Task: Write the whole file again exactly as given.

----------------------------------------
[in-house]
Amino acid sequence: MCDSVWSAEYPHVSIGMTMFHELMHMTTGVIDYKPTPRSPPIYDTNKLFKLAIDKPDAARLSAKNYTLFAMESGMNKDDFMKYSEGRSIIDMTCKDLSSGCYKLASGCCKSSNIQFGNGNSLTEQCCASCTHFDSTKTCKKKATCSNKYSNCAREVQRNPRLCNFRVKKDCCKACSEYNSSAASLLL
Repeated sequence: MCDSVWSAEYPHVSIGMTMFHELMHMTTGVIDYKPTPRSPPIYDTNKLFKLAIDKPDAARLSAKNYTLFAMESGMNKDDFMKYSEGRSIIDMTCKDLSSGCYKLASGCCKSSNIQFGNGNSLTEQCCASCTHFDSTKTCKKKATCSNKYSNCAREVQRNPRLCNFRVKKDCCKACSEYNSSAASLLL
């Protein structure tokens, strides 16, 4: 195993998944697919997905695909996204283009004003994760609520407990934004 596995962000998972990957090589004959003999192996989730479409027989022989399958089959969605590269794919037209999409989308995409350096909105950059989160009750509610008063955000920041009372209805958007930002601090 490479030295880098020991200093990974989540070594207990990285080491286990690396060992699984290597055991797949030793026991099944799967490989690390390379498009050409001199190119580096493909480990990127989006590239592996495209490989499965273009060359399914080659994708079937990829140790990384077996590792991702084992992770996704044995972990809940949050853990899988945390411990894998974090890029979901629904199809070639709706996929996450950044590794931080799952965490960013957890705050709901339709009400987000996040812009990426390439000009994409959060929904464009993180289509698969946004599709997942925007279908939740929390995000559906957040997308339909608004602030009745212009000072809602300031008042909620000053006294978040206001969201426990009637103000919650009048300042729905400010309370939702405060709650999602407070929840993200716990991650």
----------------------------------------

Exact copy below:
[in-house]
Amino acid sequence: MCDSVWSAEYPHVSIGMTMFHELMHMTTGVIDYKPTPRSPPIYDTNKLFKLAIDKPDAARLSAKNYTLFAMESGMNKDDFMKYSEGRSIIDMTCKDLSSGCYKLASGCCKSSNIQFGNGNSLTEQCCASCTHFDSTKTCKKKATCSNKYSNCAREVQRNPRLCNFRVKKDCCKACSEYNSSAASLLL
Repeated sequence: MCDSVWSAEYPHVSIGMTMFHELMHMTTGVIDYKPTPRSPPIYDTNKLFKLAIDKPDAARLSAKNYTLFAMESGMNKDDFMKYSEGRSIIDMTCKDLSSGCYKLASGCCKSSNIQFGNGNSLTEQCCASCTHFDSTKTCKKKATCSNKYSNCAREVQRNPRLCNFRVKKDCCKACSEYNSSAASLLL
């Protein structure tokens, strides 16, 4: 195993998944697919997905695909996204283009004003994760609520407990934004 596995962000998972990957090589004959003999192996989730479409027989022989399958089959969605590269794919037209999409989308995409350096909105950059989160009750509610008063955000920041009372209805958007930002601090 490479030295880098020991200093990974989540070594207990990285080491286990690396060992699984290597055991797949030793026991099944799967490989690390390379498009050409001199190119580096493909480990990127989006590239592996495209490989499965273009060359399914080659994708079937990829140790990384077996590792991702084992992770996704044995972990809940949050853990899988945390411990894998974090890029979901629904199809070639709706996929996450950044590794931080799952965490960013957890705050709901339709009400987000996040812009990426390439000009994409959060929904464009993180289509698969946004599709997942925007279908939740929390995000559906957040997308339909608004602030009745212009000072809602300031008042909620000053006294978040206001969201426990009637103000919650009048300042729905400010309370939702405060709650999602407070929840993200716990991650």